The search for life beyond Earth by scientists isn’t a recent phenomenon. It dates back to several decades. Now, the National Aeronautics and Space Administration (NASA) is looking for the possibility of life on Jupiter’s moon Europa. The scientists, who are eyeing to explore the Europa surface via Europa Clipper Mission, are currently studying the effects of minimal impact on the surface. Europa, along with other moons of Jupiter, were discovered by the Italian astronomer Galileo Galilei in the 17th century. However, scientists only got to know about the intricacies of the planet and its moon in the 1950s.

In its blog, NASA said that Europa have “conditions suitable for existing life”. This is because of its “salty ocean that lies under a thick layer of ice”.

Emily Costello, lead author of the study published in Nature Astronomy, said, “If we hope to find pristine, chemical biosignatures, we will have to look below the zone where impacts have been gardening. Chemical biosignatures in areas shallower than that zone may have been exposed to destructive radiation.” Costello is a planetary research scientist at the University of Hawaii at Manoa.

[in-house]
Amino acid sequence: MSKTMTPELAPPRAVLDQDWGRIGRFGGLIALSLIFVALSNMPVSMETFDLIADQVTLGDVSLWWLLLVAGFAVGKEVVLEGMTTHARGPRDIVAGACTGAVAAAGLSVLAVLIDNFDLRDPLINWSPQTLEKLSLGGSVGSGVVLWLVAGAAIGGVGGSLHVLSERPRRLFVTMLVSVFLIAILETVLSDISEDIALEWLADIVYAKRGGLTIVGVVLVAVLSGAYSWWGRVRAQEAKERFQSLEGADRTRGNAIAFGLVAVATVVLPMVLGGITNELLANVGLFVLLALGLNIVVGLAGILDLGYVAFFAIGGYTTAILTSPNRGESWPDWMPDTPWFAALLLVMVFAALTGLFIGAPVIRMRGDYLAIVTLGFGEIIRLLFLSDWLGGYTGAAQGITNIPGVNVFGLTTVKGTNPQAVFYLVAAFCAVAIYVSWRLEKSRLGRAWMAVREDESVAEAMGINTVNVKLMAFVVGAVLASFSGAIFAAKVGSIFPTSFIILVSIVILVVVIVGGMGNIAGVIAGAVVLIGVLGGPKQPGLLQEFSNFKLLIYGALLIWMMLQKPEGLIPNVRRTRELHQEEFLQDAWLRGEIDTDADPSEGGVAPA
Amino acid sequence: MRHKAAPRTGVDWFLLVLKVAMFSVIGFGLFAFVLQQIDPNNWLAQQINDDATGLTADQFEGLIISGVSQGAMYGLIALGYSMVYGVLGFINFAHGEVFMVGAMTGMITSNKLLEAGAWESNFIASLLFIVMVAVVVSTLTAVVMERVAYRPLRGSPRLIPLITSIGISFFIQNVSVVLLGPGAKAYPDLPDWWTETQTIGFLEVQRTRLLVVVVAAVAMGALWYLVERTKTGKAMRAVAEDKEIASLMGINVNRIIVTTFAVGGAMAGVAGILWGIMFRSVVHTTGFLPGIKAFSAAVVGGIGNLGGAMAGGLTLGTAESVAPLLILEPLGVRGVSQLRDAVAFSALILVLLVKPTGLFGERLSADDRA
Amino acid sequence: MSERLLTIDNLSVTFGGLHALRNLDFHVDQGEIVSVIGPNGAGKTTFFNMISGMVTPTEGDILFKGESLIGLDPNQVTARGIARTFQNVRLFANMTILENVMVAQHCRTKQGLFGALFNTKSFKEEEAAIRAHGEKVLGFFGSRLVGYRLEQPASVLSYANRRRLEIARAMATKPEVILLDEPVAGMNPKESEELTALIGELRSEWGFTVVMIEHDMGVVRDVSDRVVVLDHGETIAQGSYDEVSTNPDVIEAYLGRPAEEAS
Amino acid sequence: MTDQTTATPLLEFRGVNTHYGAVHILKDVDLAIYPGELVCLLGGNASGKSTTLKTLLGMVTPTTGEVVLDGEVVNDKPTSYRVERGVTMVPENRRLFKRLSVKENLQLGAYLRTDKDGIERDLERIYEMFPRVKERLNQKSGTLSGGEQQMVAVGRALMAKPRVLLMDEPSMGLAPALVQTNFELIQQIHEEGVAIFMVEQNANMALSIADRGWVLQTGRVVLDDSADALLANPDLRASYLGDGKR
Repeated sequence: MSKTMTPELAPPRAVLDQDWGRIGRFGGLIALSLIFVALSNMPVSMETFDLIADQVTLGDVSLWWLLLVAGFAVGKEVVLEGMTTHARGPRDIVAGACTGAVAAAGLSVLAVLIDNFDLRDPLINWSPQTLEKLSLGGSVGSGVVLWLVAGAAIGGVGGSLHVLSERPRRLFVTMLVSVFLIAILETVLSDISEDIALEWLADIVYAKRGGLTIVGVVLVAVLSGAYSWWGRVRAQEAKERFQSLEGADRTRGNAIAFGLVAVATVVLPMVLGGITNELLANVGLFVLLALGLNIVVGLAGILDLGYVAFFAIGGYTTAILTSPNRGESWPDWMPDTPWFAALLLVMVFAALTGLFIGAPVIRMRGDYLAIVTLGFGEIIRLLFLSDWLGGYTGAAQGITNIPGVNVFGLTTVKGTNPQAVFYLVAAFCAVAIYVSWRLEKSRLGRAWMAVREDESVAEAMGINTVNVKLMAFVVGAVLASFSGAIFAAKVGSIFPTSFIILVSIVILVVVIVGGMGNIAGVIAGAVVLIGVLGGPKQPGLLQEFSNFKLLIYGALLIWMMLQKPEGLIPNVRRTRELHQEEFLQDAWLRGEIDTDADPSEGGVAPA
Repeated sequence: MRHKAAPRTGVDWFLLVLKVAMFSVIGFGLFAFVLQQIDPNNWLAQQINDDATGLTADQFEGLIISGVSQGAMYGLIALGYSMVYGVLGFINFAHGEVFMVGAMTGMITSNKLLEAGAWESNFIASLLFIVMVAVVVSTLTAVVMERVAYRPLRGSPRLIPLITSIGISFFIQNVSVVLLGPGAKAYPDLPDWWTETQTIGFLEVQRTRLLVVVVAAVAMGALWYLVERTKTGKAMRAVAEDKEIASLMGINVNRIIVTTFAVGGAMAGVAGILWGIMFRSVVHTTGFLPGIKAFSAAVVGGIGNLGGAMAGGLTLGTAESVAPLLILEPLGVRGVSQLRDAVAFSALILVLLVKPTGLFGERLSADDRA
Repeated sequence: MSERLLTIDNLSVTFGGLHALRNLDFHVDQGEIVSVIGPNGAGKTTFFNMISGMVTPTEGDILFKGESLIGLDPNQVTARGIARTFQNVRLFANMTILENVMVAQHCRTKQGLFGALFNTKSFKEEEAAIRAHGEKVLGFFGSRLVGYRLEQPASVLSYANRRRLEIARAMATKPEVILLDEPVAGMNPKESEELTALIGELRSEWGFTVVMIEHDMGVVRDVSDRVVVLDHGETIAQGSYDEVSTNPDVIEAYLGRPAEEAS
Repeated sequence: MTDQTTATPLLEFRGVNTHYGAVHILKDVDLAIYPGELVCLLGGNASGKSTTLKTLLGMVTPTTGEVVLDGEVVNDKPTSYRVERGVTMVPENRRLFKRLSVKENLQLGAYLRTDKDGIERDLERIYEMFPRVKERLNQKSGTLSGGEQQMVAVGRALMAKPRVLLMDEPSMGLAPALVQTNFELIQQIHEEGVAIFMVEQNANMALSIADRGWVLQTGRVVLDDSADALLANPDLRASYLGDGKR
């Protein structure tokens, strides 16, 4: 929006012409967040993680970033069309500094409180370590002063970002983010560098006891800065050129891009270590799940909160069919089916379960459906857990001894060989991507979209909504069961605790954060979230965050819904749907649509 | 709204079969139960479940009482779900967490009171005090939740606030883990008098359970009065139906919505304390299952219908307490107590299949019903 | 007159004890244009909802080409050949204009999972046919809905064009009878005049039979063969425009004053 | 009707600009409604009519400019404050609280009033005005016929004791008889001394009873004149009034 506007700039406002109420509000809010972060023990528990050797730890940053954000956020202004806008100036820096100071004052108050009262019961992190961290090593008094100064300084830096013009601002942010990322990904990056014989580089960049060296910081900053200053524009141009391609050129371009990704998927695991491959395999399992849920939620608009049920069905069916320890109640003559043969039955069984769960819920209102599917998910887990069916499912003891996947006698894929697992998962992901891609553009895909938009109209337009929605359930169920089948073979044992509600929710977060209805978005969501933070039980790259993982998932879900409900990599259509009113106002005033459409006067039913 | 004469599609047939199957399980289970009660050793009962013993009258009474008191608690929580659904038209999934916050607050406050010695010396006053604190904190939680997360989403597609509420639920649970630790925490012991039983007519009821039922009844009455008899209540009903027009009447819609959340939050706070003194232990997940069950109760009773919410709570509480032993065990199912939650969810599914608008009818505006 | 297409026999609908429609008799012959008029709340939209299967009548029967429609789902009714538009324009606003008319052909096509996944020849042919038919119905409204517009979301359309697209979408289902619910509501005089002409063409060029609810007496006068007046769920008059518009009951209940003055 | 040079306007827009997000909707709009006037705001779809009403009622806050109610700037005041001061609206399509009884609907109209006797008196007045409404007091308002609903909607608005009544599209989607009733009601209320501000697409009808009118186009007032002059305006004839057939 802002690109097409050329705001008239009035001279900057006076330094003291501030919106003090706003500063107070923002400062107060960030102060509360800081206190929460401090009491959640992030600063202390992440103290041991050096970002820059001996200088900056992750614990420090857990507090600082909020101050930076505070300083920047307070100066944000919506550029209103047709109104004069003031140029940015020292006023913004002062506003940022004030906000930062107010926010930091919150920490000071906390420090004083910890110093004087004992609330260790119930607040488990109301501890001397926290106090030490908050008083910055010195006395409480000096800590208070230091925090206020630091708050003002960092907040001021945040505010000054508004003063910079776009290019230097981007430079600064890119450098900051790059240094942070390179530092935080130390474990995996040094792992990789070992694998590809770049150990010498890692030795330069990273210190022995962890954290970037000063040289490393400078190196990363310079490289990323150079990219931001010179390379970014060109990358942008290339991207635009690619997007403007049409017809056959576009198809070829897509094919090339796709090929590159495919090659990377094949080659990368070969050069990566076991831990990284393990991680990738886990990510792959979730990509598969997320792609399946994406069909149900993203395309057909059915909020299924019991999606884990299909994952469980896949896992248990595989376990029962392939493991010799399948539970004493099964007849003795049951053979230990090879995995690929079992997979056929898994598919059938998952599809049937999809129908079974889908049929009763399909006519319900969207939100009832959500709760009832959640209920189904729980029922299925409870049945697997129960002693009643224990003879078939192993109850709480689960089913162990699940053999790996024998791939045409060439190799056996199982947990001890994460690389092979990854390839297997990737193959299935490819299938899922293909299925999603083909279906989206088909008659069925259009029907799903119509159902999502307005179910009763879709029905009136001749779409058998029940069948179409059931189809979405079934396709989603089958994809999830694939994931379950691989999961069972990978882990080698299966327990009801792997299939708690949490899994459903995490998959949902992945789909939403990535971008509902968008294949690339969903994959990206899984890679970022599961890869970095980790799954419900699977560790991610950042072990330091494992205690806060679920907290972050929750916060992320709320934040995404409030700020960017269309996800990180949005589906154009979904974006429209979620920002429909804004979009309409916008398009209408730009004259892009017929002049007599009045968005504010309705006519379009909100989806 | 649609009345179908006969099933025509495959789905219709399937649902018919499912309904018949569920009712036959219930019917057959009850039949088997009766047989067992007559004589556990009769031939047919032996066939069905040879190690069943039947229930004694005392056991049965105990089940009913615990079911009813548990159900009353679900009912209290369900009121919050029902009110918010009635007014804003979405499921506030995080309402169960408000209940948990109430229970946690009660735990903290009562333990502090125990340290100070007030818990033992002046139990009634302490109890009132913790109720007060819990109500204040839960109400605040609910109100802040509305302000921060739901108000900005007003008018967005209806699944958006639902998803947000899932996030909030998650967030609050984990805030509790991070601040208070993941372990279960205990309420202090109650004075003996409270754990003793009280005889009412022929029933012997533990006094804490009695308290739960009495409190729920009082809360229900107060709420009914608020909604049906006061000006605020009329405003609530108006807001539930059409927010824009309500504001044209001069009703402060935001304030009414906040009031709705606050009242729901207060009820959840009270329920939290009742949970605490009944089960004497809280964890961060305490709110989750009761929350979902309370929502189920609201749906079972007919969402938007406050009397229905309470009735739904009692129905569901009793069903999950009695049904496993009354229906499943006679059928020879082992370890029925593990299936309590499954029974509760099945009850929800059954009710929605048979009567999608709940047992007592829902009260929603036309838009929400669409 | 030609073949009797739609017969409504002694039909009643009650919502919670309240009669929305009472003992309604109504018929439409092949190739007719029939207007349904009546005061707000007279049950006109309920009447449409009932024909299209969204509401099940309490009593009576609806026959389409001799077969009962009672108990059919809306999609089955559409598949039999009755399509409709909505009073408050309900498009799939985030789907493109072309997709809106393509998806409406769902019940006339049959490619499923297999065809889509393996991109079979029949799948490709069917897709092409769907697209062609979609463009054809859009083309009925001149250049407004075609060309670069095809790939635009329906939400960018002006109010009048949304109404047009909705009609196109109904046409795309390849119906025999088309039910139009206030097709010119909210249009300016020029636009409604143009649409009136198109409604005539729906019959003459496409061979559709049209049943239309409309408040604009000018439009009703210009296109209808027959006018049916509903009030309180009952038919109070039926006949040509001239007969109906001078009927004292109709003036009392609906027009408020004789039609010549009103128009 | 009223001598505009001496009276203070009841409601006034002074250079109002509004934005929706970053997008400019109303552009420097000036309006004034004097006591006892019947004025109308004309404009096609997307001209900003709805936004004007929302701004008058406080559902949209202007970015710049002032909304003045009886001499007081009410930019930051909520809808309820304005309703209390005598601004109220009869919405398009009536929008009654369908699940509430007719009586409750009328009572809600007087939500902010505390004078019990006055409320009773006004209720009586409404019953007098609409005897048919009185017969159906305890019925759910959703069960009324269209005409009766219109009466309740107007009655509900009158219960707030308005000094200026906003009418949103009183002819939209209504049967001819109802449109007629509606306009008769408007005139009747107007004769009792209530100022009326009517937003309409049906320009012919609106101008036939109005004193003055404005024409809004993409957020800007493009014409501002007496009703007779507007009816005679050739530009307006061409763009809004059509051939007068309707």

The new mission, Europa Clipper, will hold a “series of close flybys of Europa as it orbits Jupiter.” The spacecraft is scheduled to take off in 2024. The spacecraft will carry instruments that will help the astronauts conduct a survey on the moon. Not only this, it will also help collect the sample of dust and gases. Speaking about the study, Cynthia Phillips, a Europa scientist at NASA’s Jet Propulsion Laboratory in Southern California, said, “This work broadens our understanding of the fundamental processes on surfaces across the solar system.”

Phillips, who is also the co-author of the study, added, “If we want to understand the physical characteristics and how planets in general evolve, we need to understand the role impact gardening has in reshaping them.”

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